U.S. dollar strength has helped drive down commodity prices, given consumers more purchasing power and generally helped firms that do most of their business within the country.
However, the strengthening greenback is taking its toll elsewhere, according to an analysis this week from Goldman Sachs.
"Companies most exposed to international sales faced negative currency impacts on revenue and (earnings per share)," Goldman said in a report that looked at the impact multiple variables are having on corporate health this year. "Even with hedges in place, managements predict this trend will continue in 2015. Companies that also incur significant costs in non-U.S. locations witnessed an offset to lower revenue on the bottom line."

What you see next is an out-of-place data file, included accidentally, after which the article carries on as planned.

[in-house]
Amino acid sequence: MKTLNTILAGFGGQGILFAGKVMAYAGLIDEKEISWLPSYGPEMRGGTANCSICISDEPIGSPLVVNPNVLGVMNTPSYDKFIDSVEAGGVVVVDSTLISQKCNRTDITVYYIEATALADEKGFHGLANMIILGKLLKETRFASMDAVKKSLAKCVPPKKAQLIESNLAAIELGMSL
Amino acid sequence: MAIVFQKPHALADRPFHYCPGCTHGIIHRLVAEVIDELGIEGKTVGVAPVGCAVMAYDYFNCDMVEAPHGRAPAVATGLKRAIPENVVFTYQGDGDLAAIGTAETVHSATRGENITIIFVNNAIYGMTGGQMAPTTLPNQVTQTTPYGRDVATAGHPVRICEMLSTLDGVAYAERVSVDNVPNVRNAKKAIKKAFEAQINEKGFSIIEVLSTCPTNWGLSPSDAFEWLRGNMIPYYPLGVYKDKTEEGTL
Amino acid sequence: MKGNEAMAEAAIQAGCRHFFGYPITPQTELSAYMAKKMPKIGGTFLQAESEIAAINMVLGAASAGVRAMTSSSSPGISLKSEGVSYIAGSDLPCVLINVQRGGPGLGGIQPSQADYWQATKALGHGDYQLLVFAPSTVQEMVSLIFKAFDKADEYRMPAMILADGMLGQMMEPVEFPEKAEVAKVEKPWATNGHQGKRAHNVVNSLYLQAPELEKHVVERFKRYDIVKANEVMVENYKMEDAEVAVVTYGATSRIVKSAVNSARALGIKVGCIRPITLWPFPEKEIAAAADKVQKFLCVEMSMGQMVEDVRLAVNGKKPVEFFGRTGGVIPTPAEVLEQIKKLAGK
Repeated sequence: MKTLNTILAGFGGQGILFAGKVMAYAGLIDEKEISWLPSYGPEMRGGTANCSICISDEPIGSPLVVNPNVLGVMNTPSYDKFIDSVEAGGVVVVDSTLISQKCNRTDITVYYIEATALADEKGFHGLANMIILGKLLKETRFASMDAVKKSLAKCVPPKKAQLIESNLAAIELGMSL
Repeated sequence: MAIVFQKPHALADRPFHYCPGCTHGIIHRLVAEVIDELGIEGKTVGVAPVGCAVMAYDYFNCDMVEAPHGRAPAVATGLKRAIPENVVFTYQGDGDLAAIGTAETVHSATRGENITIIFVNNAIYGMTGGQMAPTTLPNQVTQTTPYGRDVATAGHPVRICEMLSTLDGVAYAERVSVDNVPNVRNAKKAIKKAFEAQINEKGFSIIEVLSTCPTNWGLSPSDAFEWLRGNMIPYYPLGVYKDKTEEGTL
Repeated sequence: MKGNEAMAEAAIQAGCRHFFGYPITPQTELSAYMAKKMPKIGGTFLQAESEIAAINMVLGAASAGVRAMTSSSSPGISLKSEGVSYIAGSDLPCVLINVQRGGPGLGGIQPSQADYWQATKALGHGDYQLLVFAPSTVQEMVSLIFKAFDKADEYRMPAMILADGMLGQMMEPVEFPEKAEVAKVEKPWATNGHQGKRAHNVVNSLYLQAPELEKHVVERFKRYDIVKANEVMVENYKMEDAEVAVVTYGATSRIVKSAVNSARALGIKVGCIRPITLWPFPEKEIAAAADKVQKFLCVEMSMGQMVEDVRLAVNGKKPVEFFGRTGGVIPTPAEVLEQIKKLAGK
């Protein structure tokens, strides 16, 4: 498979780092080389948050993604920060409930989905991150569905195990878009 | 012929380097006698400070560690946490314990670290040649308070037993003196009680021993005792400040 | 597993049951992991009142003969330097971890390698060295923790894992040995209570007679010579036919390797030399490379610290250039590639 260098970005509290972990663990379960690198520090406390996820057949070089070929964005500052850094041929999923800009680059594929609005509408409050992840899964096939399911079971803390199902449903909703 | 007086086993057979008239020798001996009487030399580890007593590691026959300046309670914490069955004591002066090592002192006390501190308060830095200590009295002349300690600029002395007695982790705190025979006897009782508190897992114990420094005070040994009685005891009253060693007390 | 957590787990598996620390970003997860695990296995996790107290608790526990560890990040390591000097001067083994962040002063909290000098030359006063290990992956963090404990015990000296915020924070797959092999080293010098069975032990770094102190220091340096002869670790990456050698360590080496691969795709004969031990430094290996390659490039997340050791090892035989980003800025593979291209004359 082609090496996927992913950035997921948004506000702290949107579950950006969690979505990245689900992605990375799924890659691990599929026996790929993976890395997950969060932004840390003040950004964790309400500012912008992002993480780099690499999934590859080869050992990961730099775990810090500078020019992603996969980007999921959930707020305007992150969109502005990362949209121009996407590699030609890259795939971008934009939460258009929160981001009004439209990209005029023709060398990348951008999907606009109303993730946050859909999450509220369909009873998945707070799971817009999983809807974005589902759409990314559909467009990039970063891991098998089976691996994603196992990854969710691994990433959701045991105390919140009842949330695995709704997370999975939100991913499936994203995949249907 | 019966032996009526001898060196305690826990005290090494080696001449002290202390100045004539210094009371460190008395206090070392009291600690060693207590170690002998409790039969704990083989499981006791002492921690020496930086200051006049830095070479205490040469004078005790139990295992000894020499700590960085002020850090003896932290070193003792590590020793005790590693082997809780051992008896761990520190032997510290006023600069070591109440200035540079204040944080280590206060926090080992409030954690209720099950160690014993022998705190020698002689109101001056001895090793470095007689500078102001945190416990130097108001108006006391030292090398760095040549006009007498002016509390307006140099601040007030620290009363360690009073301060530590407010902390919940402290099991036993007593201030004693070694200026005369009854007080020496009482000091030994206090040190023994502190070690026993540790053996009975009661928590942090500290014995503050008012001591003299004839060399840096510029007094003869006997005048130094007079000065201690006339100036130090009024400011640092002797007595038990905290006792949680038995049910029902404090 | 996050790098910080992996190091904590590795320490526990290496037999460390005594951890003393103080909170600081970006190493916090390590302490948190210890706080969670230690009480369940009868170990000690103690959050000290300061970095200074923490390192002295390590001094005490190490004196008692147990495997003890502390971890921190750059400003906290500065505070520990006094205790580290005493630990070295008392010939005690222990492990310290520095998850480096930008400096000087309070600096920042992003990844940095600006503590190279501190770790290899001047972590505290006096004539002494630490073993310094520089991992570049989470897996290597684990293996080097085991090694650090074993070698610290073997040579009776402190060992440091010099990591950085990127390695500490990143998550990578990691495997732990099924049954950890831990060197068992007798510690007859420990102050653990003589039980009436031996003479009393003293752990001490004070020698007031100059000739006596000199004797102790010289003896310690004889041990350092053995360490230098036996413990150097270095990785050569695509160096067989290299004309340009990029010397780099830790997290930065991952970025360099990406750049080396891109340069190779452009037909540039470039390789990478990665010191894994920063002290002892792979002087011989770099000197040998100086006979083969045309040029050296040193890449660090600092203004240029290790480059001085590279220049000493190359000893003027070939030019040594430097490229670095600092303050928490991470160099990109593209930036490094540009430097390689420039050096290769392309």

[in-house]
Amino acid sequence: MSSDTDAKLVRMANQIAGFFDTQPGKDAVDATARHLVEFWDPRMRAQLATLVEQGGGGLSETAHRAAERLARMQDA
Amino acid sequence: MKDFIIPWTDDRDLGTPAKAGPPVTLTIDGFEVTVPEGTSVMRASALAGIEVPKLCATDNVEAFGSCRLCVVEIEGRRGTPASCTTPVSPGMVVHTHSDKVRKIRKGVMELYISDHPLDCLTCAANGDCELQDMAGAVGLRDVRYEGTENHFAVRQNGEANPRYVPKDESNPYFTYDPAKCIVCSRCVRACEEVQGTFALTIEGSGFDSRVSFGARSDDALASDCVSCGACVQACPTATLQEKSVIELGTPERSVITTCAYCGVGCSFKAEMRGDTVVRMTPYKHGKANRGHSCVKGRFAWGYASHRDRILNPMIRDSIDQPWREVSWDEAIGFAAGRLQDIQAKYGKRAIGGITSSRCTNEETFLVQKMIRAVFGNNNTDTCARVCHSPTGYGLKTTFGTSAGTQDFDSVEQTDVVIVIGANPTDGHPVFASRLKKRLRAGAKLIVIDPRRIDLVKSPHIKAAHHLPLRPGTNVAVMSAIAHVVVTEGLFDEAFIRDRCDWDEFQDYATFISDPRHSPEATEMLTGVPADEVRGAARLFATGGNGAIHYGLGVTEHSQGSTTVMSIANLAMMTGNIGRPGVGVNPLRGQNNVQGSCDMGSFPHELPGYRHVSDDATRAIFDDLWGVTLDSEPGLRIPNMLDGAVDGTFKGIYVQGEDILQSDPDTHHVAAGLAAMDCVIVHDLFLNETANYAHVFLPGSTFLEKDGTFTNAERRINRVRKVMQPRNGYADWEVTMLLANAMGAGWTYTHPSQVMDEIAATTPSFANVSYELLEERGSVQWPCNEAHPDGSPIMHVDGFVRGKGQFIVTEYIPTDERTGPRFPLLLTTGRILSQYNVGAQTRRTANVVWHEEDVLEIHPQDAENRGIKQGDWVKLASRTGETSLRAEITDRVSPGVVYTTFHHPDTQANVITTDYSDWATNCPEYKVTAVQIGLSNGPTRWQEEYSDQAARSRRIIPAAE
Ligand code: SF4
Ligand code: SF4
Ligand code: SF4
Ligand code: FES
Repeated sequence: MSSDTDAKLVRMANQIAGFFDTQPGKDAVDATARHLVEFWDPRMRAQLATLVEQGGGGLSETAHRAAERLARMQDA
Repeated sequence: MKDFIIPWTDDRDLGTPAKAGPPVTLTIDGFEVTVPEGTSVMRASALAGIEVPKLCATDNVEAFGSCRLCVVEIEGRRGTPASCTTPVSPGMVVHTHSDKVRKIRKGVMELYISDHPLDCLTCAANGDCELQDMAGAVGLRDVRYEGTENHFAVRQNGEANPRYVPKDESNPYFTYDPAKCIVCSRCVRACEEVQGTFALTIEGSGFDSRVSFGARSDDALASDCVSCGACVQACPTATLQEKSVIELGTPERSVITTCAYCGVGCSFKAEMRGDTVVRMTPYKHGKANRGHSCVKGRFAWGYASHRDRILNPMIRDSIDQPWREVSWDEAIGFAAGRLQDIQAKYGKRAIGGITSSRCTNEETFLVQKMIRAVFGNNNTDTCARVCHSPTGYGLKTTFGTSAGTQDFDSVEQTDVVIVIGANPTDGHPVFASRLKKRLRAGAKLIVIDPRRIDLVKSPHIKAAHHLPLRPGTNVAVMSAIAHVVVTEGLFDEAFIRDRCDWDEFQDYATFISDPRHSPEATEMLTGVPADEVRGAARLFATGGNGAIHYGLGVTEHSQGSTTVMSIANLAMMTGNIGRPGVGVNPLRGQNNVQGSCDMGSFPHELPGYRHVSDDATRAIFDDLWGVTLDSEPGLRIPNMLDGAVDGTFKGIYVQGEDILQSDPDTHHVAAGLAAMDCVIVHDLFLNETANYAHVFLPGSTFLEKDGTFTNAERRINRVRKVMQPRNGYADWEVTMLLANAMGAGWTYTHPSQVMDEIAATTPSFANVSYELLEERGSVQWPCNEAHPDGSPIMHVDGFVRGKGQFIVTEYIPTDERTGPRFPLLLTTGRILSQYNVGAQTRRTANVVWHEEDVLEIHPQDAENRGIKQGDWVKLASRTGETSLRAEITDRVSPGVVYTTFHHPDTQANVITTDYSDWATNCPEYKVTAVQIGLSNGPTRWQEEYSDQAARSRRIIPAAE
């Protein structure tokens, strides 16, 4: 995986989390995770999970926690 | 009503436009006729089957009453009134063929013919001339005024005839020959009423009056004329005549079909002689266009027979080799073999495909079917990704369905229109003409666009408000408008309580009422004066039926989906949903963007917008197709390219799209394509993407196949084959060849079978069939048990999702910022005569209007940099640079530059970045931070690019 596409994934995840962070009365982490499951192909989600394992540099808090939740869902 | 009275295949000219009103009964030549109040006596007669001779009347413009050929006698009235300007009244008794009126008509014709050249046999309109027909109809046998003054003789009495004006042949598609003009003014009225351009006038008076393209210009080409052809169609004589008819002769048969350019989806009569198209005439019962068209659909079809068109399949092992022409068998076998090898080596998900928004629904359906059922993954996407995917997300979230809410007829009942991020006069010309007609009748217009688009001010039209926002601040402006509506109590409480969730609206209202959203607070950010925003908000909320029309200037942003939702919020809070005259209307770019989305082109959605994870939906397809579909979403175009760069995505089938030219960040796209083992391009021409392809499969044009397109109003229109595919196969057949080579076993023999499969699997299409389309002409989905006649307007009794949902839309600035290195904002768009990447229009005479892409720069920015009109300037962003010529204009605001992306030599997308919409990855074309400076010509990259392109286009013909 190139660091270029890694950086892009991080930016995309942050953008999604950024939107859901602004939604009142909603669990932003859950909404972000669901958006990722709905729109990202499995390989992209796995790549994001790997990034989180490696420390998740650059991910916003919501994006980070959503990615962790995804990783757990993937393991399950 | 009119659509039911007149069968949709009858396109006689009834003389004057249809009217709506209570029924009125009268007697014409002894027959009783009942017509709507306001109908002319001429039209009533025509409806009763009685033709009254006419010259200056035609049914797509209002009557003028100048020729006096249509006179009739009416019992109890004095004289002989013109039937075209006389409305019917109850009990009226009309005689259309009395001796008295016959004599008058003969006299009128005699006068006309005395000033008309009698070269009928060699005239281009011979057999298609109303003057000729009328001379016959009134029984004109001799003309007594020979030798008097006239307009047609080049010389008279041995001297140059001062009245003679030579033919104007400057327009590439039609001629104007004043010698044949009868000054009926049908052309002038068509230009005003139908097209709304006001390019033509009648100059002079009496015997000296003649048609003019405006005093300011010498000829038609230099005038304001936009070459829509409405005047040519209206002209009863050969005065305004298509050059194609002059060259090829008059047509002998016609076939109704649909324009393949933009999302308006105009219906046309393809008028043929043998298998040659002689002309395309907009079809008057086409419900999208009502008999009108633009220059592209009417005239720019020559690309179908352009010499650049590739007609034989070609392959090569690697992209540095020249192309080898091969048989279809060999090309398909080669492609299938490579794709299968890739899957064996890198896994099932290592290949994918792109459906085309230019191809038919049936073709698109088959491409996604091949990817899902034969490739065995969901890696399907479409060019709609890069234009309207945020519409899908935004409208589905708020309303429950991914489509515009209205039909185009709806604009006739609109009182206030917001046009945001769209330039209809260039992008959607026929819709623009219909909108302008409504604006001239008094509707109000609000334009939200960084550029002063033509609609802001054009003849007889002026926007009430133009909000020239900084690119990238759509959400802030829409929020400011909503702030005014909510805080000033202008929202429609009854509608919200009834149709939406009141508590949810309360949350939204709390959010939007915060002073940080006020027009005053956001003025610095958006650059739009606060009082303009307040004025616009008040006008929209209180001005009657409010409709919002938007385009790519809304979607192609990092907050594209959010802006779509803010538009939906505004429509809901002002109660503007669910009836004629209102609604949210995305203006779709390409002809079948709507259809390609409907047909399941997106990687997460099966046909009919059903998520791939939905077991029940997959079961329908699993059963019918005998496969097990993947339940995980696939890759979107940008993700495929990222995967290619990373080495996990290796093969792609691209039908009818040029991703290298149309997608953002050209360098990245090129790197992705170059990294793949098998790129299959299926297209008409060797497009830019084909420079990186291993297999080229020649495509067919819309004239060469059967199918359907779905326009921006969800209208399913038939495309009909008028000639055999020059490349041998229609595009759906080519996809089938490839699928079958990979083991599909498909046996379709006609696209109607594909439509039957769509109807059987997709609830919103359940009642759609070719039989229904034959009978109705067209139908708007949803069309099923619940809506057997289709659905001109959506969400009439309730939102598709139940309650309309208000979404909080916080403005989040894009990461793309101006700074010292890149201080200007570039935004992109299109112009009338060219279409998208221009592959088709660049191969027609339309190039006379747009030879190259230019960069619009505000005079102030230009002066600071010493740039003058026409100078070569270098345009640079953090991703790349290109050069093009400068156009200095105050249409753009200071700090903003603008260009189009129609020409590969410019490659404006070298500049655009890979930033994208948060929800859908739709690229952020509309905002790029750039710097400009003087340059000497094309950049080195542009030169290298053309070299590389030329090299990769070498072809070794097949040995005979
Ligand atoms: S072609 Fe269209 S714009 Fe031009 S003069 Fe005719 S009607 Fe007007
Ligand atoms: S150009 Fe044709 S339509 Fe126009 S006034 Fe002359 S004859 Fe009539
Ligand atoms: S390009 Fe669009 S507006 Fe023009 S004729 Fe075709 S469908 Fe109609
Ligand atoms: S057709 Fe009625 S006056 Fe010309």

Broadly, conference calls during fourth-quarter earnings season showed CEOs optimistic due to lower oil prices, related consumer strength and accelerated growth in the housing market.
Posing the biggest threat to that scenario, however, was expected continued currency strength as the U.S. economy grows faster than its global counterparts and the Federal Reserve prepares to tighten monetary policy through increasing interest rates.
The dollar index, which measures the greenback against a basket of global competitors, has risen 15.2 percent over the past six months. The dollar is up 14.3 percent against the euro and 15.9 percent against the yen during the same period.
Goldman's analysis focused on seven firms and their own assessment of currency impacts: